Bottom line

All models are wrong, but some are useful. It is time to move away from relying on the Gini coefficient – and towards more useful indicators of inequality to distinguish between the good, the bad and the ugly inequalities. More equitable world we all want should not end up as the kingdom of uravnilovka and suppressing people desire and ability to take part in development.

 

 

Join #TalkInequality conversation at Twitter. Have look on slides from presentation at “Dialogue on Inequality” meeting.

Demographic history and Mortality heatmaps

Turbulent events of history leave sharp marks in demographic structure. Demographic history could tell us a lot about historical events…providing we could get necessary data. Demographic portal recently start offering access to relatively long time series for a broad range of countries. It also offers possibility to construct heatmaps of mortality changes (detailed description is available in Russian), which is an excellent tool for tracking historical changes.
Chart for Russia 1959-2010 (male) is clearly shows heavy impact of 1990s. The blood-red spot shows increased mortality in all ages, especially in working age–consequences of transitional shock.  One could also note positive impact of Gorbachev’s anti-alcohol campaign, a blue spot around 1985. It shows declining mortality of working age men. Unfortunately campaign was not long enough (and not very well implemented).


russia-mortality-map

France 1900-2010 clearly shows two red cradles of mortality hikes during WWI and WWII and more or less monotonous decline of mortality for the rest of period.

france-mortality-map

Food basket a century ago: Great Britain vs Russia

Infographics was born in the very exact moment when prehistoric man drew on the wall of the cave a buffalo and hunters, explaining something to his fellow tribesmen. Most probably, they have now proper language, but inforgraphics was already there. The years passed. At the turn of the last century, in 1912, the publishing house «Vestnik Zaninija» in St. Petersburg has published the book «Rossija v cifrah. Strana. Narod. Soslovija. Klassy» (i.e. «Russia in the figures. Country. People. Estates. Classes») authored by Nikolai Alexandrovich Rubakin. The book contains various statistical data on what was then the Russian Empire, as well as comparisons with other countries of the then World. It provides in particular revealing picture on weekly family budgets of English manual laborer (a family of 3 persons and an annual budget of 450 rubles) and locksmith from Nizhny Novgorod (family of 3 persons and an annual budget of 400 rubles).

Chart is in Russian, but it is easily understandable. English manual laborer is on left side and locksmith from Nizhny Novgorod is on right side. Labels from top to bottom reads as the following:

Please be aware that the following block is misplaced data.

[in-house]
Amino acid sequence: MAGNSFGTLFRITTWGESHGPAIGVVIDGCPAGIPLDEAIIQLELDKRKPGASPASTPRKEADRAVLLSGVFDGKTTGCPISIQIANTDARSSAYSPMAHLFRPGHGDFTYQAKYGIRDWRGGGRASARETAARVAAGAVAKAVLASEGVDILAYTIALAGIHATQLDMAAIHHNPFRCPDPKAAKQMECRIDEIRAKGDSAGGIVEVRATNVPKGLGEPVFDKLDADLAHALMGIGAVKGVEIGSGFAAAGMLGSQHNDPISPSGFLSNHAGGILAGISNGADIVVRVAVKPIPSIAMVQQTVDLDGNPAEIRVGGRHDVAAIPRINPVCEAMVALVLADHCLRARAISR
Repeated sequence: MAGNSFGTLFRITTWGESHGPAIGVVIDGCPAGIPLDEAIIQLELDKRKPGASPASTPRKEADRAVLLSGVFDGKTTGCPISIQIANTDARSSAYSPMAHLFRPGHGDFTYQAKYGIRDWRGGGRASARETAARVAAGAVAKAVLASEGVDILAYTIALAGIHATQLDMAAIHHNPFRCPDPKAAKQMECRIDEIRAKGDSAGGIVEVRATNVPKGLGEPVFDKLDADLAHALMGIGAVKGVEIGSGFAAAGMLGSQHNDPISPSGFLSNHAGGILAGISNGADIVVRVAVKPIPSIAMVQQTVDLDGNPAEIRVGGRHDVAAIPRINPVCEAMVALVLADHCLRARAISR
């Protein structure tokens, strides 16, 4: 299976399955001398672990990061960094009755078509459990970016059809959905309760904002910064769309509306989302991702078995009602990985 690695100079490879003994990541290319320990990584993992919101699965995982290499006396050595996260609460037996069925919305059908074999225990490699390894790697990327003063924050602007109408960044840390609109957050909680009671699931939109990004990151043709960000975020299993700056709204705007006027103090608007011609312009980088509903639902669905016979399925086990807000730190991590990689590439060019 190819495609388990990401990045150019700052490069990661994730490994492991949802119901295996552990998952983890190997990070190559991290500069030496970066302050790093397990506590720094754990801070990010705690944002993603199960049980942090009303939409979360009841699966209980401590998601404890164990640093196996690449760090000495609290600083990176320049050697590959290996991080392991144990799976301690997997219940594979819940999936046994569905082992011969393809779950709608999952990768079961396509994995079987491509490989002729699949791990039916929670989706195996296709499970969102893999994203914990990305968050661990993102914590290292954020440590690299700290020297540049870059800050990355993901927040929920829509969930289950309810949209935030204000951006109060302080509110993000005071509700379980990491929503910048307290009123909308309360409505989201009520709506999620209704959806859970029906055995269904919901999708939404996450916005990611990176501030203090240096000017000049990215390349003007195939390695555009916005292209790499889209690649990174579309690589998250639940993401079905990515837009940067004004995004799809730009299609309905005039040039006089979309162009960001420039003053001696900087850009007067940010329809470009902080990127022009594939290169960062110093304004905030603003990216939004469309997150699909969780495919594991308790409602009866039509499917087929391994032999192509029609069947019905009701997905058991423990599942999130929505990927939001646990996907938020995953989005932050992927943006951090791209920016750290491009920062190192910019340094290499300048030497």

• Tea 1/2 lb vs 1/10 lb
  • Butter 1 lb vs 1/2 lb
  • Sugar 4 1/2 lb vs 2 1/2 lb
  • Vegetable oil nil vs 3 lb
  • Meat and lard 4 1/2 lb vs 3 1/2 lb
  • Potatoes 8 lb vs 10 lb
  • Vegetables (cost) 4 kop. vs 10 kop. (100 kop. = 1 ruble)
  • White bread and flour 19 1/2 lb vs 19 lb
  • Back bread  nil vs 14 lb

“When Nature Helps Scientists: Natural Experiments of History” ed Jared Diamond

Human history and societies left many question open—why Haiti and the Dominican Republic, which share the very same island of Hispaniola, are so radically different in their level of development? Why expansion of Western Territories in USA in 19th century was so explosive? Is it unique? What condition level of political development in Polynesian societies? How slave trade has affected long-term development perspectives of Africa?

Social scientists find themselves in disadvantaged position, comparing to natural scientists, physicians, or chemists—they have no luxury to run a controlled laboratory experiments, often considered to be the hallmark of the scientific method. On the one hand, they often deal with past. On the other hand, even if they could design such an experiment, it would be immoral and illegal. To make things even worse, social phenomena often are hard to measure (for instance, what are the measures for “happiness”, “development” or “stability”?) and involve many variables, which affect outcome. (Back in 1987 Jared Diamond wrote an excellent article “Soft sciences are often harder than hard sciences”, where he touch upon some of the issues).

However, Mother Nature often times offers her helping hand, in the form of “natural experiments”—serendipitous situations, when systems or groups are similar in many respects, but are affected differently by a treatment, random or quasi-random. This allows comparing two systems or groups and studying influence of the treatment factor. “Natural Experiments of History” is a collection of eight comparative studies drawn from history, archeology, business studies, economics, economic history, geography, and political science.

Book is easy to read and it is extremely thought-provoking. It offers broad sample of approaches to comparative history, using range of methods—from nonquantitative to statistical, range of compared subjects—from two in development Hispaniola island case to 233 areas in India, range of temporal comparisons—from past to contemporary societies, and wide geographic coverage. Behind all cases there is one simple idea—comparative analysis of natural experiments can be applied to the messy realities of human history, politics, culture, economics and the environment.

Short summary of all chapters is available on-line. Many chapters in this book are based on research papers, which could provide additional information about research methods used.